A Zero Based Budget
This time last year you reminded your department VPs that they needed to get you forecasts.
You knew roughly what they'd be before you saw them- last year +3% for expenses / +10% for sales.
And now, looking back, you feel a bit silly that you ever accepted such outrageous travel and trade show budgets.
Don't be embarrassed. Every single other industrial manufacturing exec is having the same internal dialog in Q4 2020.
The question is what to do about it.
You don't know when travel will get back to normal, when your reps with immediate family members with impaired immunity will be willing to travel, or when customers and prospects will travel to events or be back in their offices and willing to let your folks in.
That makes budgeting a crap shoot.
But here's a recommendation.
Don't try to extrapolate what will happen, from what has. Rather, determine what needs to happen, and budget for that.
Easy to say. Hard to do.
You're going to be wrong.
But here's how you might start.
Solve for the Buyer
You've heard it before. Buyer habits, behaviors and expectations are changing.
You know the stats - because you know how you buy - you start online. You probably try to finish online if possible. You're skeptical to talk to reps because most are simply peddlers that won't add any value to your analysis. And you're loathe to offer up all of your contact information for some download that turns out to be a vapid piece of crap.
Guess what - your prospects are too.
And the tough truth is that many of your reps probably appear to your prospects to be about as helpful as a chicken wire canoe.
Being in a prospect's office in person doesn't change that.
Neither does a fancy trade show booth.
Going forward you need:
- different people - folks that not only can sell, but will. Who understand business, leverage technology artfully, qualify ruthlessly, and expect to make a lot of money. Folks that you can differentiate with Dave Kurlan's Objective Management Screening for instance.
- improved technology - CRM, marketing automation, customer success, conversational marketing, ticketing, knowledge-base, target account management, email, etc. If you don't know what system you're using for each and why (or if your CMO/VP of marketing couldn't answer the question in a succinct Slack message for you) then you're not doing enough.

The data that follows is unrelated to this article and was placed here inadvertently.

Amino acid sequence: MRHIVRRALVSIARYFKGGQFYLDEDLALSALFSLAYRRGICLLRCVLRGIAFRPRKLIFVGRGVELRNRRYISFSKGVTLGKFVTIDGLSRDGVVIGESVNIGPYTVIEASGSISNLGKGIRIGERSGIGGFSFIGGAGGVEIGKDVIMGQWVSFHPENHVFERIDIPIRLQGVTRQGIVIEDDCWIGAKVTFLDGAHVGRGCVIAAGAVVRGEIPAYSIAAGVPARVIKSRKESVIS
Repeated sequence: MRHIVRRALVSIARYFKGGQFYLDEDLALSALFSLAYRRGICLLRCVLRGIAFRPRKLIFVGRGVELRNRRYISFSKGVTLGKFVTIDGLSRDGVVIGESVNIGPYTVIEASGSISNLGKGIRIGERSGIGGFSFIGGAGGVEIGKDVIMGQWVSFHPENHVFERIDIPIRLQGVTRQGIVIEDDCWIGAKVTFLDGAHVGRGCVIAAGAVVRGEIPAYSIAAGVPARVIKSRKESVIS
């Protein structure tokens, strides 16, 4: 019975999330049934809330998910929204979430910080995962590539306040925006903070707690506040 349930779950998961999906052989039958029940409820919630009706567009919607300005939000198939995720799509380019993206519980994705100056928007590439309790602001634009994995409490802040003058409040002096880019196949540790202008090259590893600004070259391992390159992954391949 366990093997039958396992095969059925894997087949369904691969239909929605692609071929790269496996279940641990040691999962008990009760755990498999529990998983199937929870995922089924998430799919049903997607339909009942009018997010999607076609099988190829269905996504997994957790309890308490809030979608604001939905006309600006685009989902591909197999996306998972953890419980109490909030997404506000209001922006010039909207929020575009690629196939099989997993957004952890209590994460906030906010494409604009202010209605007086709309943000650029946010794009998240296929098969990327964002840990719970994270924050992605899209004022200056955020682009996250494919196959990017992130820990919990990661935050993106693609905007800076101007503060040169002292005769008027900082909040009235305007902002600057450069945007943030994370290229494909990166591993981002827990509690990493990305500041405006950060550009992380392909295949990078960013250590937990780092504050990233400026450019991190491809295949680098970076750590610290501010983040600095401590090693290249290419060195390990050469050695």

- tiered inside sales - field sales is inefficient, but who says inside sales means rookie? Why not have superstars and industry veterans as high paid inside sales? And give each an allowance to hire their own BDR (business development rep / prospecting) for whom you'll provide metrics and training, but hold the reps accountable for?
- a step-change in digital marketing - your marketing now must do prospecting, lead generation, project creation, qualification and more. It's responsible for much of the sales process, but your company might not have figured that out yet. You need target account, new logo sales (called account-based marketing or ABM), nurturing for prospects, fluid transfers from marketing to sales and back, and more.
Bottom line is you probably need a major revenue growth overhaul. New sales people, new sales models, vastly expanded and improved marketing, and probably some new collaboration models - maybe even revenue growth "pods."
Don't Reflexively Replace in Person with Virtual
When looking particularly at trade show and travel costs it's easy to think of them in a binary way. You might assume that you're selling the same way - either in person, or virtually.
So you use the same model, same sales process, sign up for the same trade shows, etc.
Selling virtually is different.
For instance, how many of your sales people are comfortable, much less facile, with new sales video tools? With scheduling meetings on the fly? With live chat with a target prospect who's live on your site now?
And what do you buy when you agree to spend thousands on a trade show booth? Hint - it's not floor space! You're buying attendance and captive audience, and early indications are that this years virtual trade shows aren't delivering much of either.
In other words, it's not enough to just shift.
You have to redesign your systems, and staff and resource them properly.
That means budgeting for technology, recruiting, salaries, outside consultants and more.
Good thing you've got some funds available from other line items!
Put Travel and Trade Show (and other) Savings Where They'll Matter
Travel and trade shows are big expense items directly related to sales. And you're going to have other savings too; on office furniture, cleaning, office supplies, and more - maybe even lease expense.
Should you eliminate travel and trade shows? Probably not, but much of it.
Should you trim all expenses? Perhaps.
But you should certainly take a radical approach to at least exploring what a different revenue growth model might look like with the right approach supported by reallocated travel and trade show funds. It sucks to be in the middle of it - but maybe it's the opportunity to make changes that were coming anyway.
COVID isn't actually the cause for much of it - it's actually just a catalyst that's accelerated it.
If you're genuinely open to considering a reengineered revenue growth function, I'm happy to spend some time kicking around ideas. At the very least, we'll probably have an interesting and energizing conversation. At most, maybe we'll find a basis to have another call.
Interested? Let's chat. No charge for a few calls as we figure out if there's something worth digging into. We can start with an efficient 20 min.